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Serious Health Problems
Health and Care Sites for Your Dog

Info on ocular conditions that that may be referred by veterinarian general practitioners to board-certified veterinary ophthalmologists for diagnosis and treatment.

Bloat is a very serious health risk for many dogs, yet many dog owners know very little about it. If you believe your dog is experiencing bloat, please get your dog to a veterinarian immediately! Bloat can kill in less than an hour, so time is of the essence. Call your vet to alert them you're on your way with a suspected bloat case.  Better to be safe than sorry!

One of the major problems for dog trainers in the south is heat.  With the temperatures reaching near 100 degrees, you should be very careful with your dogs.  This article by Nathan Baxter DVM will give you the necessary instructions to protect and treat your dog in the heat.

Heart-worms in dogs are easy to prevent, but difficult and costly to cure. WebMD asks Sheldon Rubin, 2007-2010 president of the American Heart-worm Society, to separate facts from the myths about heart-worm infestations in dogs.

WebMD isn't just for humans. Check out their Healthy Dogs Guide for health news and topics including:

The Mission of the OFA is to promote the health and welfare of companion animals through a reduction in the incidence of genetic disease.

The OFA is guided by the following four specific objectives:

  • To collate and disseminate information concerning orthopedic and genetic diseases of animals.

  • To advise, encourage and establish control programs to lower the incidence of orthopedic and genetic diseases.

  • To encourage and finance research in orthopedic and genetic disease in animals.

  • To receive funds and make grants to carry out these objectives.

The goal of our Canine Neuromuscular Disease Testing service is to provide highly accurate and reliable genetic testing for the condition known as Exercise-Induced Collapse (EIC). This inherited disease is common in Labrador Retrievers, but is also found in other breeds, including Curly-Coated and Chesapeake Bay Retrievers, Boykin Spaniels, Bouvier des Flanders, German Wirehaired Pointers, Old English Sheepdogs, Cocker Spaniels and Pembroke Welsh Corgis. Affected dogs typically become weak in the hind limbs and collapse after 5-20 minutes of high intensity exercise, such as in field trials or upland game hunting, and in some cases simple fetch and retrieves.

The Official Global Site for Centronuclear Myopathy is dedicated to controlling CNM and providing useful educational information.

Centronuclear Myopathy (CNM) is a grave disease that has been of concern in Labrador Retrievers globally since the 1970’s. The CNM DNA mutation was identified by the research teams of Drs. Laurent Tiret and Stéphane Blot at the Alfort School of Veterinary Medicine.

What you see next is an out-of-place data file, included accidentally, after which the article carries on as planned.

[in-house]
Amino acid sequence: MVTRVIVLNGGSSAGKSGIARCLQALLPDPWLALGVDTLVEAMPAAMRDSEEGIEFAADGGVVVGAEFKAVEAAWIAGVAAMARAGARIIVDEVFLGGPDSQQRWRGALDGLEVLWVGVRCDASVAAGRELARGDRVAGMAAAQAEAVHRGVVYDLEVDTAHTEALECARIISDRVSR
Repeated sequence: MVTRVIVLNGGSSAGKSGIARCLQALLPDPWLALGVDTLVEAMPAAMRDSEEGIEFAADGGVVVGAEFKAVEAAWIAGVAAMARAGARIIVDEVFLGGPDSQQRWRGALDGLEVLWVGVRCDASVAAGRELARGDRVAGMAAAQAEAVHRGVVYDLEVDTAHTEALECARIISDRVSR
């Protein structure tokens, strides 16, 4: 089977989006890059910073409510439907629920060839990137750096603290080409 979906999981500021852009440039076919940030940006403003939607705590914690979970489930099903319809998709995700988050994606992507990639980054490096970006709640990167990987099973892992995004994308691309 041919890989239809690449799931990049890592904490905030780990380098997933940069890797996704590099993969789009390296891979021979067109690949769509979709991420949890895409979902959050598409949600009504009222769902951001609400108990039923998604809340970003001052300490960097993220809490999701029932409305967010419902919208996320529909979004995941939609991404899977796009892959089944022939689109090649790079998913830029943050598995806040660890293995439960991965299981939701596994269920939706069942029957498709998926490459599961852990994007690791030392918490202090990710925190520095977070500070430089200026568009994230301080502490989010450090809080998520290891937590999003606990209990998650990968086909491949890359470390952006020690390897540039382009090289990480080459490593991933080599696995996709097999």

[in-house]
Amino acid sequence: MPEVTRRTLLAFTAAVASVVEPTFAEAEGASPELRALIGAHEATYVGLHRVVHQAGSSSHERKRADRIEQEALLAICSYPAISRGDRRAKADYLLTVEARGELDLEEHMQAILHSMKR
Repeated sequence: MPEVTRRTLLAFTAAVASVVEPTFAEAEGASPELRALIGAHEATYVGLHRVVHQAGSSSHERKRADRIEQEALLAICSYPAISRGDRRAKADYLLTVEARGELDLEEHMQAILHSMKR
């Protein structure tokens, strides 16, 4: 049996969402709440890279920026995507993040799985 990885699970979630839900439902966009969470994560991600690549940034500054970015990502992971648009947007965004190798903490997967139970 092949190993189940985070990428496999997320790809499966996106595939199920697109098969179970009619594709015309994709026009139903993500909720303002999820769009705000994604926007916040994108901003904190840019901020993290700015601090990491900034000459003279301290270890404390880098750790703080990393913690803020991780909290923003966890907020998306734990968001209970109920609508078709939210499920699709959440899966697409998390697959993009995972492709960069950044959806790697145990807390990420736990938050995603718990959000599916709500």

You can read additional information learn how to test your dog.

Dr. Cynda Crawford, clinical assistant professor in the Maddie’s Shelter Medicine Program at the University of Florida College of Veterinary Medicine in Gainesville, recently answered dozens of readers’ questions on the New York Times Consults blog. Many readers had questions about flu symptoms, how the virus is spread and whether their pets should receive the newly approved vaccine for the disease. Here are 10 things Dr. Crawford believes everyone should know about canine influenza and the risks to pets and people. Also included is the original blog post “The Dog Flu Virus: Are You or Your Pet At Risk?”.

Laryngeal paralysis results when the abductor muscles of the larynx cannot work properly. This means no expanding and opening of the larynx for a deep breath; the laryngeal folds simply flop weakly and flaccidly. In other words, when one needs a deep breath, one doesn’t get one. This can create tremendous anxiety (imagine attempting to take a deep breath and finding that you simply cannot). Anxiety leads to more rapid breathing and more distress. A respiratory crisis from the partial obstruction can emerge creating an emergency and even death.

Laryngeal paralysis does not come about suddenly. For most dogs there is a fairly long history of panting, easily tiring on walks, or loud breathing. Ideally, the diagnosis can be made before the condition progresses to an emergency.

Dennis O'Brien, DVM, PhD
Diplomate, ACVIM, Specialty of Neurology
University of Missouri, College of Veterinary Medicine

 

"All the most acute, most powerful, and most deadly diseases, and those most difficult to be understood ... fall upon the brain."

     --Hippocrates

Epilepsy was recognized in ancient times and was undoubtedly one of the "difficult" diseases Hippocrates referred to. Understanding what causes seizures, how epilepsy is treated and how current research may help decrease the incidence of the disease, will help you deal with the condition in your pet.

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